For these enclosed parts, special attention should be paid to the temperature inside the enclosure, since that will be higher than the external ambient the end user will use to select the overall assembly. A control panel, fitted with a number of control modules and other internal parts, will dissipate some heat internally. This will lead to a higher internal air temperature, and in some cases, this increased air temperature may be local to a specific area, if there is significant heat being dissipated and air movement there is restricted.

Items certified as ‘equipment’ will be identified in the Ex code because it will have a Temperature Class included, along with an ambient range. If no ambient range is specified, the standard -20°C to +40°C can be assumed. The temperature class is one aspect of the certification, but certification bodies also take into account service temperature, which is relevant particularly for non-metallic materials, although protection methods such as flameproof (IEC 60079-1) which generally use metallic enclosures, also has a limiting temperature range because this affects the way it is tested. Intrinsically safe equipment considers temperature rating of safety components and for this protection method the normal operation of the equipment may not generate significant temperature rise, but fault conditions are also taken into account which can affect temperature assessment of specific components.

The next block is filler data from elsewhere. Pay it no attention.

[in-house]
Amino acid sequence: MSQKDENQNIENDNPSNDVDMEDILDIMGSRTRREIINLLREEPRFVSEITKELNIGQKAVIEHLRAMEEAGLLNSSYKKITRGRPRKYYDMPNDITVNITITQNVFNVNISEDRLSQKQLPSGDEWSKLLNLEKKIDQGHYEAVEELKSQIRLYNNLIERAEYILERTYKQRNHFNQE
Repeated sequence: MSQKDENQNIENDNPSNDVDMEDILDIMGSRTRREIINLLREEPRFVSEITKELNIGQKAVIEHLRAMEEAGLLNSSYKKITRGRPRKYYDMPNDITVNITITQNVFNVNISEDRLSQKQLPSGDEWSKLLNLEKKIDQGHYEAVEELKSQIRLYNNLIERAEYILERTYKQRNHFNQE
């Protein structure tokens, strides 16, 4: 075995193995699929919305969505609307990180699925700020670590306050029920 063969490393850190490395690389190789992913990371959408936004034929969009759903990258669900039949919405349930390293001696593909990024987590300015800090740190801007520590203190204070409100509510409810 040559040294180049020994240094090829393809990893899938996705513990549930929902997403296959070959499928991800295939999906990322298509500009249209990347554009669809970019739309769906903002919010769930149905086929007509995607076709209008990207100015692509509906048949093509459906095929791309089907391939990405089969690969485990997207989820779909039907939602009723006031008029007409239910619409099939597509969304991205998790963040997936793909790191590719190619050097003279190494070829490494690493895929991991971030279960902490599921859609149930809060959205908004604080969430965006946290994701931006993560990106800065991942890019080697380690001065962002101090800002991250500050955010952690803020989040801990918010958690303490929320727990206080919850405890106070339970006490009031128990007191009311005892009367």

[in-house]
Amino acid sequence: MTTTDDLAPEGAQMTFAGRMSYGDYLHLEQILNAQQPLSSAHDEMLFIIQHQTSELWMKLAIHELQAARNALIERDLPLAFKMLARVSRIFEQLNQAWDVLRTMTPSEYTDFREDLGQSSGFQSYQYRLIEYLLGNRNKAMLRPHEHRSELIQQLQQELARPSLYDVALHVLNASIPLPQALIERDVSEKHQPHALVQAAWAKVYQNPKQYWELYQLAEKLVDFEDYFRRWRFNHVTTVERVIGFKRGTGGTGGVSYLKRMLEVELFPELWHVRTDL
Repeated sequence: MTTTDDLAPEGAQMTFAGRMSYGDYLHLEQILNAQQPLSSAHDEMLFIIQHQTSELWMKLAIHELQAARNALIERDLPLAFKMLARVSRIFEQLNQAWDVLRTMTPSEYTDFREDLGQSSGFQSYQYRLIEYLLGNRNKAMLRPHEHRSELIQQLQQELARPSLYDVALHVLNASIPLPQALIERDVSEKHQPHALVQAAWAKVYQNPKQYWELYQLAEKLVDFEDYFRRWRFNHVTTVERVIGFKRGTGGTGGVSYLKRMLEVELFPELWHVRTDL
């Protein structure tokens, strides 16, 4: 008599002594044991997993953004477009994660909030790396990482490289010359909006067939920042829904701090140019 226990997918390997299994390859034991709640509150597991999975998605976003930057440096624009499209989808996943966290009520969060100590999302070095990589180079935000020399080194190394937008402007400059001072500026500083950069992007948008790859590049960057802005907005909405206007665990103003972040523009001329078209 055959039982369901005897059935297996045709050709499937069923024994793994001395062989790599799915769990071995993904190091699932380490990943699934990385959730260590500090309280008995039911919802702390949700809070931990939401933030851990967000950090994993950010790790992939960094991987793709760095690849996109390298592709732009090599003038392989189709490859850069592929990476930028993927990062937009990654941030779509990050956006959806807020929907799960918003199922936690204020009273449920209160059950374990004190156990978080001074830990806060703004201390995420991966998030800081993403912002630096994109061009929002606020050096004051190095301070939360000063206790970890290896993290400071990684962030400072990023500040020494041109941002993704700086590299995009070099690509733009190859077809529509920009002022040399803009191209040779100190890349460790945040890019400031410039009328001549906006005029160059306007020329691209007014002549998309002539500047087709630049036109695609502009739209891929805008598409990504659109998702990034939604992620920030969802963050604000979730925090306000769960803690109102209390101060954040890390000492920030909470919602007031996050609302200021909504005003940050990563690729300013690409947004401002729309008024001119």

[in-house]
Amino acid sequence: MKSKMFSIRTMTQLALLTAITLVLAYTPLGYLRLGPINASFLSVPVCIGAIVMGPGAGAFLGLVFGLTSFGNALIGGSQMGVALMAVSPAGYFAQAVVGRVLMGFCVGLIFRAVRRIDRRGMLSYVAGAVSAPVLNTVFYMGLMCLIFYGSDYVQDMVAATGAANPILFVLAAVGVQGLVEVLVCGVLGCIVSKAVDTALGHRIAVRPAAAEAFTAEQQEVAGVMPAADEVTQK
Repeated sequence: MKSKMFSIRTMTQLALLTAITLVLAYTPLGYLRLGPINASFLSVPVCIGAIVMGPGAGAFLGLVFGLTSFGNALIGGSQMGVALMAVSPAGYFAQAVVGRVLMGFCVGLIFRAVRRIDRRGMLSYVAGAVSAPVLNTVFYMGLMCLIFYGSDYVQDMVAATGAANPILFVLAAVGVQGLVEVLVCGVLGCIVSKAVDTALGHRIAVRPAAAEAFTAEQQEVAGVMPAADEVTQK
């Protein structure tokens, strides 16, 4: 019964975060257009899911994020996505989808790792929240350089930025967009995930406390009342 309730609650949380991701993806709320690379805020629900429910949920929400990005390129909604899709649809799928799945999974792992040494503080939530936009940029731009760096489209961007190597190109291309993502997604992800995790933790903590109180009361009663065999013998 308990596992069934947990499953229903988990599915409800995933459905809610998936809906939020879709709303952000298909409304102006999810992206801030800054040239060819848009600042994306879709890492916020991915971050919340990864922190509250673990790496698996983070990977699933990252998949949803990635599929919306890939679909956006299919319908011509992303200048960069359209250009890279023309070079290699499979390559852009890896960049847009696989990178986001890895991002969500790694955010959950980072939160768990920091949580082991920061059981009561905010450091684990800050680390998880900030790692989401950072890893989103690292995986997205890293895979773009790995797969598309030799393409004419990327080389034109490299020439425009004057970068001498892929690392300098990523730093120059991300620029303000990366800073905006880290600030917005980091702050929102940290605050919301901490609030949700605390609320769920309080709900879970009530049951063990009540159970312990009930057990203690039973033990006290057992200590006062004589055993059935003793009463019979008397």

Component certified parts will normally have a service temperature included on the certificate. Uncertified parts such as connecting wiring will have a continuous operating temperature limit or in a technical data sheet if the item is not certified.

When specifying internal parts in the control panel the internal air temperature rise should be estimated from experience or from preliminary tests. If this is not possible, expect a 15K to 20K rise if there are power components fitted. A control panel with very low power dissipation will have a much lower internal air temperature rise.

Therefore, a control panel assembly intended for use in a +40°C ambient, may have parts inside that are suitable for perhaps a 60°C ambient. Current-carrying parts will also have their own temperature rise which should be considered against the service temperature or limiting temperature of insulation.

Cable entry temperature should also be considered because the cable seal materials are tested for a specific temperature range. If the certificate does not specify a service temperature range or limit, then the minimum range required by the standard is assumed. A plug and socket connector will often have a panel mounting option. The cable entry seal and any non-metallic parts will have been tested for thermal endurance at a minimum of 80°C, and as this thermal endurance is carried out at 20K above service temperature, it can be assumed that a maximum service temperature of 60°C can be applied. A panel mounted plug and socket with this rating may not be sufficient if significant current is passing through it.

Component selection training and advice

CML can offer advice on component selection and also training so that engineers reduce or eliminate the need to modify the product during certification. Time to market is a key factor in today’s manufacturing environment, therefore accurate specification at an early stage can help the product design process run smoothly and reduce certification time and cost.

CML offer an initial free consultation that can be used to obtain advice on requirements and specification. Additional support can also be built into the project cost.

More information is available from:
www.cmlex.com